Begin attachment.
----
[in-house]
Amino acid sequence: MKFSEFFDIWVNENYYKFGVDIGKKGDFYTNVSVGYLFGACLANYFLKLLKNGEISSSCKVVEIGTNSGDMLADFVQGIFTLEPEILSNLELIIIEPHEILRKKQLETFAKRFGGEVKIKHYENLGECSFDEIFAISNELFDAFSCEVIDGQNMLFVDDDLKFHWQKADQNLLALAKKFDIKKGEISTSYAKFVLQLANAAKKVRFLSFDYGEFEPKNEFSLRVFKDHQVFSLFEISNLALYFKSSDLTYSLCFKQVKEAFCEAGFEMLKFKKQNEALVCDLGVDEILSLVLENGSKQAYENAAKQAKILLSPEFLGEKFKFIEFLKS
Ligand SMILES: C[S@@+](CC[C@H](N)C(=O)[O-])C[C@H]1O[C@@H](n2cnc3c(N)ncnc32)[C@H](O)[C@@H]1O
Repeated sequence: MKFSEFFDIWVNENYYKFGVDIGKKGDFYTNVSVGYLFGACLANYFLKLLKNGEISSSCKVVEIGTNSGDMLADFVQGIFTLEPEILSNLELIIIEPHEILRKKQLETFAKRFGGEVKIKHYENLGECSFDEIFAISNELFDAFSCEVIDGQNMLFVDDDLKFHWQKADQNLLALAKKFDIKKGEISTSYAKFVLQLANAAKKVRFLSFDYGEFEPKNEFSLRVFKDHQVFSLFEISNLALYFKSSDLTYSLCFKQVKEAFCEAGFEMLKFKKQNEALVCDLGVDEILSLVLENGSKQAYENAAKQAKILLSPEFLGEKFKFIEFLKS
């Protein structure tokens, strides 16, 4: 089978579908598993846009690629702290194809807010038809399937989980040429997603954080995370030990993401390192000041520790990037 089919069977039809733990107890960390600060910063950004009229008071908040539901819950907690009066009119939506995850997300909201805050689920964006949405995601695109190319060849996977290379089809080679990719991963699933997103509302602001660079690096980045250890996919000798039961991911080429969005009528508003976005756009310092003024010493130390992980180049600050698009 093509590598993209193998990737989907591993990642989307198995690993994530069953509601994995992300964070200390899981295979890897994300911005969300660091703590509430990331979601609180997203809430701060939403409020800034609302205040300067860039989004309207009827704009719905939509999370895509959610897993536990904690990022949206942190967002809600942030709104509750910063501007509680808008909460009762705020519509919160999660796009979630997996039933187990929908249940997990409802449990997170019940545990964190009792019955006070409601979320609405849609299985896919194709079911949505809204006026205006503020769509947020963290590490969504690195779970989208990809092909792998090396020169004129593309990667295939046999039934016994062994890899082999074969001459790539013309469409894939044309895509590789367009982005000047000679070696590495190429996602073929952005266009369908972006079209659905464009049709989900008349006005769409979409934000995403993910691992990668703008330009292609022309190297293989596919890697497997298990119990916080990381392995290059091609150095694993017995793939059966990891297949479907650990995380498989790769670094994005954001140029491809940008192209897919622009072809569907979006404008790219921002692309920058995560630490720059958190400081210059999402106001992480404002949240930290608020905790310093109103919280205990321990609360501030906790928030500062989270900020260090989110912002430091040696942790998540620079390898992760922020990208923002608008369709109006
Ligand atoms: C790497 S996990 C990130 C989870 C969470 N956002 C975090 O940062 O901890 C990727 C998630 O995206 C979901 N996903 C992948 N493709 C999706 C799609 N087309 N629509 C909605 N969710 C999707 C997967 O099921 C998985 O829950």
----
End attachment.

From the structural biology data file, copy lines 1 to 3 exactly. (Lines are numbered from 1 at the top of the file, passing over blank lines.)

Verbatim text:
[in-house]
Amino acid sequence: MKFSEFFDIWVNENYYKFGVDIGKKGDFYTNVSVGYLFGACLANYFLKLLKNGEISSSCKVVEIGTNSGDMLADFVQGIFTLEPEILSNLELIIIEPHEILRKKQLETFAKRFGGEVKIKHYENLGECSFDEIFAISNELFDAFSCEVIDGQNMLFVDDDLKFHWQKADQNLLALAKKFDIKKGEISTSYAKFVLQLANAAKKVRFLSFDYGEFEPKNEFSLRVFKDHQVFSLFEISNLALYFKSSDLTYSLCFKQVKEAFCEAGFEMLKFKKQNEALVCDLGVDEILSLVLENGSKQAYENAAKQAKILLSPEFLGEKFKFIEFLKS
Ligand SMILES: C[S@@+](CC[C@H](N)C(=O)[O-])C[C@H]1O[C@@H](n2cnc3c(N)ncnc32)[C@H](O)[C@@H]1O